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Recipe: worth its salt

Chicken breasts have a tendency to dry out but there is a way to ensure the meat stays juicy and succulent

 

Text Susan Jung / Photography Jonathan Wong / Styling Nellie Ming Lee

 

 

The one thing I never order in restaurants is chicken breast. This is a lean cut of meat and when cooked without the skin, as is the norm, it can be very dry. However, there are ways to overcome the problem: you can sous-vide the meat or, as I advocate in the following recipes, salt it. The most important thing to remember, though, is do not overcook it.

 

Chicken parmesan (pictured)

4 medium-sized chicken breasts withthe drumette portion of the wing attached but the breastbone removed
50 grams fine sea salt
25 grams sugar
100ml whole milk
About 150 grams plain (all-purpose) flour
Cooking oil, for frying

 

For the sauce and toppings:
20ml cooking oil
1 large shallot, minced
1 large garlic clove, minced
500 grams chopped Italian tomatoes (I like the Pomito brand)
Granulated sugar
250 grams mozzarella cheese
Fine sea salt and freshly ground black pepper'

 

Put the salt and sugar into a large bowl and add 350ml of boiling water. Stir to dissolve the salt and sugar, then leave at room temperature until tepid. Add 200 grams of ice cubes and stir until they're almost entirely melted.

If the skin is still on the chicken breast, remove it, but keep the skin on the wing. Cut a slit where the drumette bone meets the breast, detaching it partly (this helps it cook more evenly).

Place the breast on a chopping board with the wing uppermost and to your left (or to the right if you're left-handed). Use a very sharp knife to butterfly the breast meat: slicing parallel to the cutting board, through the middle and towards the wing, cut the breast almost in half, stopping so it's still attached by a seam of meat. Open the breast like a book and place it between two sheets of cling-film.

Use the flat side of a meat mallet to gently pound each breast to flatten it slightly and even out the thickness. Remove the cling-film then put all the breasts in the brine making sure they are completely submerged. Refrigerate for 90 minutes.

Make the sauce. Heat the oil in a saucepan, add the shallot and garlic, season lightly with salt, then cook over a low flame until soft. Add the tomatoes, then heat over a medium flame until simmering. Lower the heat and simmer for about 15 minutes. Add salt to taste. If the sauce is acidic, stir in a little sugar.

Preheat the oven to 200 degrees Celsius. Cut the mozzarella into eight pieces. Put the flour in one bowl and mix in some black pepper, but don't add any salt (because the brine is salty enough). Put the milk in another bowl. Pour oil to a depth of 2cm in a skillet and heat to 180 degrees.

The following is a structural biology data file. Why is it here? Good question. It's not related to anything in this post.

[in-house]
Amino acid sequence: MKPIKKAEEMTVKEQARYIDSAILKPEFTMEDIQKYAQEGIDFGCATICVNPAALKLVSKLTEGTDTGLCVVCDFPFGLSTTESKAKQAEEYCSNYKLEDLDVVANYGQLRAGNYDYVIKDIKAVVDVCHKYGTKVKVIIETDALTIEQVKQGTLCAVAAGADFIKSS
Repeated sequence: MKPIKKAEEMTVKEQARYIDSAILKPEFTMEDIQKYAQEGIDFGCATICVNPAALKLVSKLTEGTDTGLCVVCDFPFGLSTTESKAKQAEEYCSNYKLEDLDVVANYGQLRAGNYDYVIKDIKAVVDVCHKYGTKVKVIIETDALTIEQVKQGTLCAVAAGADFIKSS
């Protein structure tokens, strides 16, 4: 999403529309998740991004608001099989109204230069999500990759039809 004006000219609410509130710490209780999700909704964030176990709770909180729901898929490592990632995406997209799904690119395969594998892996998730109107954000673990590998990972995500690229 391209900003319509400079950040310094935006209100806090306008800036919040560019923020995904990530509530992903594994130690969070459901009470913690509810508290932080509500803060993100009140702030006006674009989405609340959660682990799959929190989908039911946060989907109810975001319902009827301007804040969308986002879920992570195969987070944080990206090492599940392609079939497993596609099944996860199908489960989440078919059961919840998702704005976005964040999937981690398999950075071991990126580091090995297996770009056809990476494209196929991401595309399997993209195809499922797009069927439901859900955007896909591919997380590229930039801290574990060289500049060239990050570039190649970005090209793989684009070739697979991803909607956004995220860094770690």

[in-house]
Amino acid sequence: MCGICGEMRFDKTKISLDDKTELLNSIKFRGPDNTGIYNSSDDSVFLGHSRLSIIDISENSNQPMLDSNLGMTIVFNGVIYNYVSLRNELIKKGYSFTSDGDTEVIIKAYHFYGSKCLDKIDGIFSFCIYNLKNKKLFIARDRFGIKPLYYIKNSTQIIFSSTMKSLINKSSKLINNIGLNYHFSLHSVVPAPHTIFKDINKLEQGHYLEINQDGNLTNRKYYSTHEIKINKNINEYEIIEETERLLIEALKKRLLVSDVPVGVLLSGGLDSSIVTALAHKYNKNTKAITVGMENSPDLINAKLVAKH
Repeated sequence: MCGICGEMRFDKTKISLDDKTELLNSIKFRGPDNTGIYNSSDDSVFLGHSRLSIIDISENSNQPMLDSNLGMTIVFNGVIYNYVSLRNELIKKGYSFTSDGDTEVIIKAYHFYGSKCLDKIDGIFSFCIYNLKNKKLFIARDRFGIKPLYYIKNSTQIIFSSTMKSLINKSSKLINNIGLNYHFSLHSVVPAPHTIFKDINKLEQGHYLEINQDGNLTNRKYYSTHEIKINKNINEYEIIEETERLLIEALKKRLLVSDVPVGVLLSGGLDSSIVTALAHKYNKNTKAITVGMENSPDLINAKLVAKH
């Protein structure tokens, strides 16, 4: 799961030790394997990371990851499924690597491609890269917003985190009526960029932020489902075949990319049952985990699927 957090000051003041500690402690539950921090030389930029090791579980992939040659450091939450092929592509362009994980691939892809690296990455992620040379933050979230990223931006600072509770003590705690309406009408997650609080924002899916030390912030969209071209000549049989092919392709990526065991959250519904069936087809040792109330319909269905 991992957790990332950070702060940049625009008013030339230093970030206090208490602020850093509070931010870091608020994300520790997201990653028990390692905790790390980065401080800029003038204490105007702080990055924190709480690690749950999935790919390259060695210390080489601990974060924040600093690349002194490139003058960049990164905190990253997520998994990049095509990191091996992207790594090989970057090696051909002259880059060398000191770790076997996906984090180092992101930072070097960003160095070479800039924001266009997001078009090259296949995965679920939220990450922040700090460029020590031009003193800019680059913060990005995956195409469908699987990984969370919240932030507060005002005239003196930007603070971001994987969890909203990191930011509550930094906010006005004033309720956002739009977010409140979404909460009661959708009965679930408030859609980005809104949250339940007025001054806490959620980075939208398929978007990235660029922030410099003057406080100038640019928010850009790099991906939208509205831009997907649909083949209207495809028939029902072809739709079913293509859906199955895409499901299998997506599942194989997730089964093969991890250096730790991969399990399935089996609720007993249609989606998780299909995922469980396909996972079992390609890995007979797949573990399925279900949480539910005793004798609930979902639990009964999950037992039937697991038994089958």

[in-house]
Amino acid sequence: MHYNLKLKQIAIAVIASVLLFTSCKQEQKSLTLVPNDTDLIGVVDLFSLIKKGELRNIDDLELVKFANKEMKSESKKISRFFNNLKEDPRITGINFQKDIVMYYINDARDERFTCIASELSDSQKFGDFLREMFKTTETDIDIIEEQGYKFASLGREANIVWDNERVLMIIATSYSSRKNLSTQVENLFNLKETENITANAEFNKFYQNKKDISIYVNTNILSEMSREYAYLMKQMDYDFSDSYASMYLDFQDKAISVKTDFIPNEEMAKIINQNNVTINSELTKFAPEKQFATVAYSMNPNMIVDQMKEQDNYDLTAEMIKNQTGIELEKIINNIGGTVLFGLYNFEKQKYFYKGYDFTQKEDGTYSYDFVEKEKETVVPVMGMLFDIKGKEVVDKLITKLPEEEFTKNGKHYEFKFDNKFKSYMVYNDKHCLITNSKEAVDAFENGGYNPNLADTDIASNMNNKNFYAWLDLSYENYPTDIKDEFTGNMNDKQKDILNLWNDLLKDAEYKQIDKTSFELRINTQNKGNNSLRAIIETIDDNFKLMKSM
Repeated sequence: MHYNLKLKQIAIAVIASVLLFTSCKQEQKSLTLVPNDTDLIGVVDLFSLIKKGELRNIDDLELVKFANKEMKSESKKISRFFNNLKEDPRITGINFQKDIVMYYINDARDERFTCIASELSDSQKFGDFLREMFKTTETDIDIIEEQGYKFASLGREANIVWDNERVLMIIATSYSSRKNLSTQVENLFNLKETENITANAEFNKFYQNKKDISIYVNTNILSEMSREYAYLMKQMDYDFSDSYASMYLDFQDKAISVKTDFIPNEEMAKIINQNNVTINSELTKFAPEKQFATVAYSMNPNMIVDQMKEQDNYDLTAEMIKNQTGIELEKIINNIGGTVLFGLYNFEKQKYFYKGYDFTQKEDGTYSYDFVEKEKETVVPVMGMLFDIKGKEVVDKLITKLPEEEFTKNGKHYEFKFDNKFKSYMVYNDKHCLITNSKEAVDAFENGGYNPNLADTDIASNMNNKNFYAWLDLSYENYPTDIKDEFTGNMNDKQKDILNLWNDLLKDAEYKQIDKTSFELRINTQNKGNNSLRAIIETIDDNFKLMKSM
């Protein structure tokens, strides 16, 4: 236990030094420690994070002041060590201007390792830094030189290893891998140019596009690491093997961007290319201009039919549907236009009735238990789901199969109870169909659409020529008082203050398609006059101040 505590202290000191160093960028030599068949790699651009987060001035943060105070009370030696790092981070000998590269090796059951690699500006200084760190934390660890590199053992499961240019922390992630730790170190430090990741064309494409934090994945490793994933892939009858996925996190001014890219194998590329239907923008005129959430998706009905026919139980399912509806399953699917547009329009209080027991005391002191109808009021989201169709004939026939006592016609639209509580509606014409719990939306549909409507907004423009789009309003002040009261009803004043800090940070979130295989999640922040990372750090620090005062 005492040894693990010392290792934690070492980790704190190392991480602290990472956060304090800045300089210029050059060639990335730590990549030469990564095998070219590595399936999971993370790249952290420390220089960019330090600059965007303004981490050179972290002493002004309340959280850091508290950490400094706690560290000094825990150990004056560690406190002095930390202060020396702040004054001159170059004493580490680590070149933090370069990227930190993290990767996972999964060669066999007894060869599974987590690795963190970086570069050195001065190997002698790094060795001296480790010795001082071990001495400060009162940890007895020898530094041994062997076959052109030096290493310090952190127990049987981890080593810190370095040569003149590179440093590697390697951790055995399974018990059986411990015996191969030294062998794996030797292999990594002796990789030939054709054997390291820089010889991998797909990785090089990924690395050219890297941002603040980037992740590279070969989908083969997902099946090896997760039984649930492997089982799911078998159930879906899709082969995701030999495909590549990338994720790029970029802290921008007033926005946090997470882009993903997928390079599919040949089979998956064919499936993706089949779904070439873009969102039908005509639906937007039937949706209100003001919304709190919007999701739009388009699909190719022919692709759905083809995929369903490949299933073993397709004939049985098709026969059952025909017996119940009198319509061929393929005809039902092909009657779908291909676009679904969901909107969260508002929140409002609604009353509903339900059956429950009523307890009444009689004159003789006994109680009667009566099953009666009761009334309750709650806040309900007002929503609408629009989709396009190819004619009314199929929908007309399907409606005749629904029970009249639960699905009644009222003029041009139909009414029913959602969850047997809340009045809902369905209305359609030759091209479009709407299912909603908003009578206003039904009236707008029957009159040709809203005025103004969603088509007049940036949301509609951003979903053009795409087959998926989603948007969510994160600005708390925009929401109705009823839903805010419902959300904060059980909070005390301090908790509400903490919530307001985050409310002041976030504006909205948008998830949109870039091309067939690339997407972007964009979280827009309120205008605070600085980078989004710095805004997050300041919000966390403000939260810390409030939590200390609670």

Remove the chicken from the brine and dry it with paper towels. Dredge a breast in the flour, making sure it's entirely covered, then shake off the excess. Dip the breast into the milk, then dredge again in the flour and shake off the excess. Put the breast wing-side up in the hot oil and fry until lightly browned (about two minutes). Turn, then fry the other side until it's cooked through. Drain on paper towels.

Put the breasts in one layer in a heatproof serving dish. Ladle some of the sauce over each breast then top with two pieces of mozzarella. Bake at 200 degrees until the cheese is hot, then serve.

 

Chicken cordon bleu

4 boneless, skinless chicken breasts
4 very thin slices prosciutto
4 thin slices gruyere
Fresh sage leaves
1 large egg, beaten
Fine dry breadcrumbs, for dredging
Fine sea salt and freshly ground black pepper
Cooking oil, for frying

 

Lay the chicken breasts on a cutting board and butterfly them as in the above recipe. Unfold the breast, place it between two sheets of cling-film, then use a meat mallet to pound it as thin as possible - less than 5mm thick. As you pound it, the cling-film will bunch up in places, so smooth it out occasionally before continuing. By the time you finish, the meat should be much wider but thin. Remove the cling-film that's on top and sprinkle salt lightly but evenly over the meat, then cover it again with the cling-film and smooth it down. Flip the breast over so the unsalted side is on top, then peel away the second sheet of cling-film. Place prosciutto over the meat, trimming it, if necessary, so it fits within the breast, leaving a border of about 1cm at the edges. Lay the slice of gruyere over half the prosciutto, so it's only on one side of the breast, trimming it to size if necessary (when it's folded over, you'll have two layers each of chicken breast and prosciutto and one layer of gruyere). Lay a few sage leaves over the gruyere. Carefully fold the breast in half so the prosciutto, gruyere and sage are fully enclosed, then press on it gently to flatten it. Cover with cling-film and pound the edges of the breast to seal in the filling. Repeat with each breast. Chill for at least an hour.

Pour oil to a depth of about 1cm in a skillet and heat to 180 degrees. Remove the cling-film from the chicken breasts, then season both sides with black pepper. Dip the breast into the egg, then dredge in the breadcrumbs, pres-sing them into the meat so they adhere. Pan-fry the breasts on both sides until golden brown and cooked through.

 

 

 

 

 

 

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